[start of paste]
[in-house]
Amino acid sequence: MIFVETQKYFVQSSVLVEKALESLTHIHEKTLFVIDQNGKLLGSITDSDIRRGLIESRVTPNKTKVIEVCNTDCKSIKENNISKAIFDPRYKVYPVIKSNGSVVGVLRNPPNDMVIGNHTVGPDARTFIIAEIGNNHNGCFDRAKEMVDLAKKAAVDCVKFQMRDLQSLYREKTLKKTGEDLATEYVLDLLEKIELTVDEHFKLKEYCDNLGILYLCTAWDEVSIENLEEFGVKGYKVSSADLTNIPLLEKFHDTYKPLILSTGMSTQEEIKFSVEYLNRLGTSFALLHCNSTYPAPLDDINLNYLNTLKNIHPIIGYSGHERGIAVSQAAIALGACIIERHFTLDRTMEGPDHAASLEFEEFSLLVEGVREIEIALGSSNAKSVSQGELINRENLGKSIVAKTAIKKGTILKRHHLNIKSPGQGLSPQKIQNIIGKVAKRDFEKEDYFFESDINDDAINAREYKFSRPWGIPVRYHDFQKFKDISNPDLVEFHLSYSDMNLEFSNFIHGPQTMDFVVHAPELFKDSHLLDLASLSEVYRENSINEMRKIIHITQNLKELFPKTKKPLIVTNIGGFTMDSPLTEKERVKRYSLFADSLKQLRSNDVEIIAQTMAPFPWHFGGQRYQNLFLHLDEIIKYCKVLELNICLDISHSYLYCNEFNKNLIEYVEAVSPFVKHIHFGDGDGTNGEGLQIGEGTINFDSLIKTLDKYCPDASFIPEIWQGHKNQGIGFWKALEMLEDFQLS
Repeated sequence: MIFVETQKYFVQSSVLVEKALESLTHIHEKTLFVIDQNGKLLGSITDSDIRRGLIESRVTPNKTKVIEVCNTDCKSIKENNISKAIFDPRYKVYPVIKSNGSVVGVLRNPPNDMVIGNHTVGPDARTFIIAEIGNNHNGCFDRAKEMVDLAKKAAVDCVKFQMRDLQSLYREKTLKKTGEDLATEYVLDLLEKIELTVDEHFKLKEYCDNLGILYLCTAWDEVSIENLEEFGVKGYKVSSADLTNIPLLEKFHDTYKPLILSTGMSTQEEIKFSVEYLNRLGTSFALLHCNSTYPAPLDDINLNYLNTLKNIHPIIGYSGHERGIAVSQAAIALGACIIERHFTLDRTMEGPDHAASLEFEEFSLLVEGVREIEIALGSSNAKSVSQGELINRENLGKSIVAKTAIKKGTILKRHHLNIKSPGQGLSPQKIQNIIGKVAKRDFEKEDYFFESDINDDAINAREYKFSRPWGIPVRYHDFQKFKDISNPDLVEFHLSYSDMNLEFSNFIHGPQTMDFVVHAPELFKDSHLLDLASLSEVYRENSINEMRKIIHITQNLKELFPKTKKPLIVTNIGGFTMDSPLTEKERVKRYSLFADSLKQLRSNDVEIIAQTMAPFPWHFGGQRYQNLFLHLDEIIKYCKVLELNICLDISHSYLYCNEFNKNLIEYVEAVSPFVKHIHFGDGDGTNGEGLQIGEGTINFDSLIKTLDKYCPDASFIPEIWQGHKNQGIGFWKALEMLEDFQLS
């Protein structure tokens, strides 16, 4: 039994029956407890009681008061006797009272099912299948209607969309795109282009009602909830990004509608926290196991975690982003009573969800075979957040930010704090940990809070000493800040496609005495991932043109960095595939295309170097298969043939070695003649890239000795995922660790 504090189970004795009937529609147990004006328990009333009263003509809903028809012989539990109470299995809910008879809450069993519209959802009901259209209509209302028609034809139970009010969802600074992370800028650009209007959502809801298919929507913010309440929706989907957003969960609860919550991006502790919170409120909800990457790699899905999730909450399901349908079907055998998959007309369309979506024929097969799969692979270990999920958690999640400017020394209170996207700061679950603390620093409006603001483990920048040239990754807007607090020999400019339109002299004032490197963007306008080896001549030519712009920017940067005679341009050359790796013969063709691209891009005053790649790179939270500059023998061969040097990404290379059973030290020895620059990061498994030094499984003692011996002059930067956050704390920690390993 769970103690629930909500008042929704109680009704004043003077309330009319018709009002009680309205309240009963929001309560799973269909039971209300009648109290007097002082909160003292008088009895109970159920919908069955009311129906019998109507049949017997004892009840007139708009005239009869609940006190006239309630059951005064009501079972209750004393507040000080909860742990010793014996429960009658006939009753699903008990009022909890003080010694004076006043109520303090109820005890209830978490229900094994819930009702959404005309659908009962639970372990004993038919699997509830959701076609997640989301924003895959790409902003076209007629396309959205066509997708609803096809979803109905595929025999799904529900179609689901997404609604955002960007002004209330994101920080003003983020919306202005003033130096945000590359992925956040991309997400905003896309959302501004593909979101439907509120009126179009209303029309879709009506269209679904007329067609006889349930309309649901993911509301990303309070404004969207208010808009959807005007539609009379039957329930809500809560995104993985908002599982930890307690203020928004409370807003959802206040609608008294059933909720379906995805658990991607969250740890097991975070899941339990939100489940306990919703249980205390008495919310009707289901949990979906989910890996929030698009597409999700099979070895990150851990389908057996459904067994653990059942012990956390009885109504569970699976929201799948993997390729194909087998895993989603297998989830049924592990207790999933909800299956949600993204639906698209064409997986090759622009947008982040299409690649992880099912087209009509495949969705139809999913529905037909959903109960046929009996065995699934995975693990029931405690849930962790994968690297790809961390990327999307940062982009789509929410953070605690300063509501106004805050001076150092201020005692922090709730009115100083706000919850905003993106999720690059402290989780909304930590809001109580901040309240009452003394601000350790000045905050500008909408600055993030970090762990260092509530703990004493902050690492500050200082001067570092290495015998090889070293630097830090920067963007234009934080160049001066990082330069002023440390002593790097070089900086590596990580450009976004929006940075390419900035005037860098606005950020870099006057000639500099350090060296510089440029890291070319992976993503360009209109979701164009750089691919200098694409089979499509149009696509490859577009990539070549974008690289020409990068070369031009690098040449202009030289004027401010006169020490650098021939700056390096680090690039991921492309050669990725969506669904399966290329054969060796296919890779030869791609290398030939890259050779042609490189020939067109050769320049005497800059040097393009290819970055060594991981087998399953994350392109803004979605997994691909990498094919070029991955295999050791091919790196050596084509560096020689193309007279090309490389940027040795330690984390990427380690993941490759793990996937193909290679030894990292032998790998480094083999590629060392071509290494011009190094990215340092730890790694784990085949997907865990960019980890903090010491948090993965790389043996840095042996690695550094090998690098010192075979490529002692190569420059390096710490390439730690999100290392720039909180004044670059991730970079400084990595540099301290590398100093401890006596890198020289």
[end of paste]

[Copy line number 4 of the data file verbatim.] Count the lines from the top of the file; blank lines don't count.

């Protein structure tokens, strides 16, 4: 039994029956407890009681008061006797009272099912299948209607969309795109282009009602909830990004509608926290196991975690982003009573969800075979957040930010704090940990809070000493800040496609005495991932043109960095595939295309170097298969043939070695003649890239000795995922660790 504090189970004795009937529609147990004006328990009333009263003509809903028809012989539990109470299995809910008879809450069993519209959802009901259209209509209302028609034809139970009010969802600074992370800028650009209007959502809801298919929507913010309440929706989907957003969960609860919550991006502790919170409120909800990457790699899905999730909450399901349908079907055998998959007309369309979506024929097969799969692979270990999920958690999640400017020394209170996207700061679950603390620093409006603001483990920048040239990754807007607090020999400019339109002299004032490197963007306008080896001549030519712009920017940067005679341009050359790796013969063709691209891009005053790649790179939270500059023998061969040097990404290379059973030290020895620059990061498994030094499984003692011996002059930067956050704390920690390993 769970103690629930909500008042929704109680009704004043003077309330009319018709009002009680309205309240009963929001309560799973269909039971209300009648109290007097002082909160003292008088009895109970159920919908069955009311129906019998109507049949017997004892009840007139708009005239009869609940006190006239309630059951005064009501079972209750004393507040000080909860742990010793014996429960009658006939009753699903008990009022909890003080010694004076006043109520303090109820005890209830978490229900094994819930009702959404005309659908009962639970372990004993038919699997509830959701076609997640989301924003895959790409902003076209007629396309959205066509997708609803096809979803109905595929025999799904529900179609689901997404609604955002960007002004209330994101920080003003983020919306202005003033130096945000590359992925956040991309997400905003896309959302501004593909979101439907509120009126179009209303029309879709009506269209679904007329067609006889349930309309649901993911509301990303309070404004969207208010808009959807005007539609009379039957329930809500809560995104993985908002599982930890307690203020928004409370807003959802206040609608008294059933909720379906995805658990991607969250740890097991975070899941339990939100489940306990919703249980205390008495919310009707289901949990979906989910890996929030698009597409999700099979070895990150851990389908057996459904067994653990059942012990956390009885109504569970699976929201799948993997390729194909087998895993989603297998989830049924592990207790999933909800299956949600993204639906698209064409997986090759622009947008982040299409690649992880099912087209009509495949969705139809999913529905037909959903109960046929009996065995699934995975693990029931405690849930962790994968690297790809961390990327999307940062982009789509929410953070605690300063509501106004805050001076150092201020005692922090709730009115100083706000919850905003993106999720690059402290989780909304930590809001109580901040309240009452003394601000350790000045905050500008909408600055993030970090762990260092509530703990004493902050690492500050200082001067570092290495015998090889070293630097830090920067963007234009934080160049001066990082330069002023440390002593790097070089900086590596990580450009976004929006940075390419900035005037860098606005950020870099006057000639500099350090060296510089440029890291070319992976993503360009209109979701164009750089691919200098694409089979499509149009696509490859577009990539070549974008690289020409990068070369031009690098040449202009030289004027401010006169020490650098021939700056390096680090690039991921492309050669990725969506669904399966290329054969060796296919890779030869791609290398030939890259050779042609490189020939067109050769320049005497800059040097393009290819970055060594991981087998399953994350392109803004979605997994691909990498094919070029991955295999050791091919790196050596084509560096020689193309007279090309490389940027040795330690984390990427380690993941490759793990996937193909290679030894990292032998790998480094083999590629060392071509290494011009190094990215340092730890790694784990085949997907865990960019980890903090010491948090993965790389043996840095042996690695550094090998690098010192075979490529002692190569420059390096710490390439730690999100290392720039909180004044670059991730970079400084990595540099301290590398100093401890006596890198020289």